Spanning 26,500 km2, the transnational megacity will operate as an independent economic zone powered solely by regenerative energy.

On day two of her trip in Saudi Arabia, Liodden used a hybrid car to drive down to the ancient city of AlUla, where she once again was pleased to see sustainability and gender equality in practice.

During a tour with Dr. Sultan Al-Shareef, sustainability expert at the Royal Commission for AlUla, Liodden explored the site's rich history and discussed the country's targets for gender equality and the inclusion of female employees in major projects.

Advancements in women's empowerment was also reflected in the World Bank's 2020 “Women, Business and the Law” report, which highlighted Saudi Arabia's rapid progress towards gender equality since 2017, ranking it as the top reformer and the top improver among 190 countries.

The report gave the Kingdom an overall score of 70.6 out of 100, placing it first among Gulf Cooperation Council countries and second in the Arab world.

Improvements in Saudi Arabia's score were noted in six of the eight indicators, including mobility, workplace, marriage, parenthood, entrepreneurship and pension.

According to Liodden, equality and diversity are quickly becoming the “key requisites” driving innovation in some of Saudi Arabia's major projects.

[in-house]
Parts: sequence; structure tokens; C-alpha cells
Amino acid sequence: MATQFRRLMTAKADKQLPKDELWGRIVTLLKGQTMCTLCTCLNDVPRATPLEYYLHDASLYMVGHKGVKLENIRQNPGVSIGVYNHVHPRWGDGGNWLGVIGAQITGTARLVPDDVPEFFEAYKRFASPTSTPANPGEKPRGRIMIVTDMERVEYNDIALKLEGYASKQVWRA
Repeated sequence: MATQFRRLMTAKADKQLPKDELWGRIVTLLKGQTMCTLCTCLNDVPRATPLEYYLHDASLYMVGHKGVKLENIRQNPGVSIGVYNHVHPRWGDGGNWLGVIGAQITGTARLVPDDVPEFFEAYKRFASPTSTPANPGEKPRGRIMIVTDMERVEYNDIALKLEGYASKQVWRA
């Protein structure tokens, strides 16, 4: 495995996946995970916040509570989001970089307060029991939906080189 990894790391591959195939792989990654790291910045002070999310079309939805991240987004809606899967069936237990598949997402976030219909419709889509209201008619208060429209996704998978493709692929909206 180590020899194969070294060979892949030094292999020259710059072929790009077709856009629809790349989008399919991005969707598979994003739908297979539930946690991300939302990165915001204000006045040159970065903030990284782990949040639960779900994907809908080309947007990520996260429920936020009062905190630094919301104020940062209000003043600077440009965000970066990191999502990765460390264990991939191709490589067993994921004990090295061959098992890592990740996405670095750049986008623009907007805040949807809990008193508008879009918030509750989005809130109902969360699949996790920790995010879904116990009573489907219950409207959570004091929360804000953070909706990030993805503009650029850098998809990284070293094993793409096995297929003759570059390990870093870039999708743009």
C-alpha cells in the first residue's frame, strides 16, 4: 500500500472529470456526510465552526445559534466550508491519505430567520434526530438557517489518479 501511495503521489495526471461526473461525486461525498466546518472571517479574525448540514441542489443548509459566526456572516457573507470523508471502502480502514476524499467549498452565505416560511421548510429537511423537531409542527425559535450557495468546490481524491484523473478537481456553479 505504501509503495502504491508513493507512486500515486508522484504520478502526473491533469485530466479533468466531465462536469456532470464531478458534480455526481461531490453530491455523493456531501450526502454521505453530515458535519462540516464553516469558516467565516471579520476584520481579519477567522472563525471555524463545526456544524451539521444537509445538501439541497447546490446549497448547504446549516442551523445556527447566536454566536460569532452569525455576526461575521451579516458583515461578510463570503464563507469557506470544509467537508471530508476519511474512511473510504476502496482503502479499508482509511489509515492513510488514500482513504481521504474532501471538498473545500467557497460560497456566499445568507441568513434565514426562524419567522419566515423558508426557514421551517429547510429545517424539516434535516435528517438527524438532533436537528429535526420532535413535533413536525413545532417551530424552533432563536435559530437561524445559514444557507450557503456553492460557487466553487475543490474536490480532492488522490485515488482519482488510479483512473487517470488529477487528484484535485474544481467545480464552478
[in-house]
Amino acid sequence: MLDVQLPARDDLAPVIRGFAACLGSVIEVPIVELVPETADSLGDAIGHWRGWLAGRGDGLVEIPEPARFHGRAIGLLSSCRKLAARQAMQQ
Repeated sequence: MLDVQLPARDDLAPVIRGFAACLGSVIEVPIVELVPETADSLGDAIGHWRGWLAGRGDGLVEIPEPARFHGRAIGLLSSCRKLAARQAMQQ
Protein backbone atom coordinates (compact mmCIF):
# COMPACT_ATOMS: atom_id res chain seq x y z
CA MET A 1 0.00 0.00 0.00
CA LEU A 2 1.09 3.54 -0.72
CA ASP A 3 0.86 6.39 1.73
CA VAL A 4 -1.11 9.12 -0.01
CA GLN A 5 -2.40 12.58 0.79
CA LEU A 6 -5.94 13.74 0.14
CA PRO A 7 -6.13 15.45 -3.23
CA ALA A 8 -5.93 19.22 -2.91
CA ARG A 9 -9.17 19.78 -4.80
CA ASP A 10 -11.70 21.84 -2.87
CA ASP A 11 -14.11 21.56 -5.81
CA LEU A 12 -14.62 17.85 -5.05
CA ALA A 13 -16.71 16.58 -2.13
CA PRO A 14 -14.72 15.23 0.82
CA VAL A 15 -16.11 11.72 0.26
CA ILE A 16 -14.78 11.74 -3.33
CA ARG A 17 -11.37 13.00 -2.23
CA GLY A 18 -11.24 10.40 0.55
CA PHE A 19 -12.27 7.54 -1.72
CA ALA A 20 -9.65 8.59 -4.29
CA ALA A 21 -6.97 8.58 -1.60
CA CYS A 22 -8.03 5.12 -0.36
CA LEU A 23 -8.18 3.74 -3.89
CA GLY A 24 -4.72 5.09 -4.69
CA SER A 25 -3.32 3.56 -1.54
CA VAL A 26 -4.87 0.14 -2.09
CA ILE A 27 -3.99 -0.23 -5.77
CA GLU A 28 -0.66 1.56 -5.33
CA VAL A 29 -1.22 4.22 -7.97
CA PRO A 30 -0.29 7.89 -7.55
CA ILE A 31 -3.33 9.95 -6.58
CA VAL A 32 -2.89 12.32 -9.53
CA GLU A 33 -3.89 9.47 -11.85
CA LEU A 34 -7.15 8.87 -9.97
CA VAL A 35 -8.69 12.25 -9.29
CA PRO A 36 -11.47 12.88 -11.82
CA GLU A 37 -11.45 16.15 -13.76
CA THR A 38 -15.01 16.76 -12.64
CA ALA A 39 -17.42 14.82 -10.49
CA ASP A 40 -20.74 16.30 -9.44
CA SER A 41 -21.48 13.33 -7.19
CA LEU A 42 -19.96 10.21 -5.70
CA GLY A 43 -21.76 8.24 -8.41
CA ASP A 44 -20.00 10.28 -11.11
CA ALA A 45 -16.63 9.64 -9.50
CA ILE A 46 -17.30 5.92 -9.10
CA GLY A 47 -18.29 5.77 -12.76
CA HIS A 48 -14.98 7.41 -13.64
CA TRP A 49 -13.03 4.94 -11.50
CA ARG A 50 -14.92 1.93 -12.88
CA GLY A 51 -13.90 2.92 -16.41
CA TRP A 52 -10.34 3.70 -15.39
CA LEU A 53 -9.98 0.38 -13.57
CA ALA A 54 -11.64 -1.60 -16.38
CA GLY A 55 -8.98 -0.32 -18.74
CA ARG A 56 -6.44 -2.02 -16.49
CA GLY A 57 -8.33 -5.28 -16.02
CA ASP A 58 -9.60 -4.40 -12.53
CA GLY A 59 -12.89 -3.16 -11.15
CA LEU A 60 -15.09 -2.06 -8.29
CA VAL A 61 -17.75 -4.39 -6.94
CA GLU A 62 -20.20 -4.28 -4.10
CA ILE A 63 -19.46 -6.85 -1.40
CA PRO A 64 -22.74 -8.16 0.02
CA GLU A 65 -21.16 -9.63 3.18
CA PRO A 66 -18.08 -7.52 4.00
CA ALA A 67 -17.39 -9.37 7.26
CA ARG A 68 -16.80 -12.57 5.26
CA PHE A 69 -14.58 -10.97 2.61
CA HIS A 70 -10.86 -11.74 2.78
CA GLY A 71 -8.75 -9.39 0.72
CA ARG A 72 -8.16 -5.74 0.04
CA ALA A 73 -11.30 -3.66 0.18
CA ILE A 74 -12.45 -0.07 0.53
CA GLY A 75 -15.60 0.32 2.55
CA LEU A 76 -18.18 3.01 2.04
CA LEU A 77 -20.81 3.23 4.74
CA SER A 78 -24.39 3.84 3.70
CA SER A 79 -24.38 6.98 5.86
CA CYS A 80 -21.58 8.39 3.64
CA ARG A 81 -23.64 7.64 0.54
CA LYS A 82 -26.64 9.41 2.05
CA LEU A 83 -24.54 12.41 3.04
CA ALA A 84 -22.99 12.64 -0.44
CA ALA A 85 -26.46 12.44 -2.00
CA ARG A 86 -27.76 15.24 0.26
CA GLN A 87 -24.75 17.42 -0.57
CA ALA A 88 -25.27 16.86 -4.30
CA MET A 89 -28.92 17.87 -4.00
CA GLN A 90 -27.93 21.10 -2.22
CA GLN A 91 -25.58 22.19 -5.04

“As the country opens up for international tourism, success means building the sector here in an entirely different way than we would normally see,” said Liodden.

She emphasized the importance of protecting fragile areas of the country, including heritage sites, from damage in the coming decade.

Saudi youth also have a role to play in contributing to the country's sustainable efforts, added Liodden, who interacted with youngsters volunteering at the AlUla heritage site.

She was also welcomed by a small community during her stop in Buraydah, the capital of the Al-Qassim region in northcentral Saudi Arabia.

There she visited an organic strawberry farm run on solar power and was informed of the smart features used to cut down on emissions and reuse both energy waste and water.

Liodden also attended a traditional local festival and was invited to an all-girls setting, where she engaged with young Saudi women and discussed the changes that have emerged over the last two years in the country.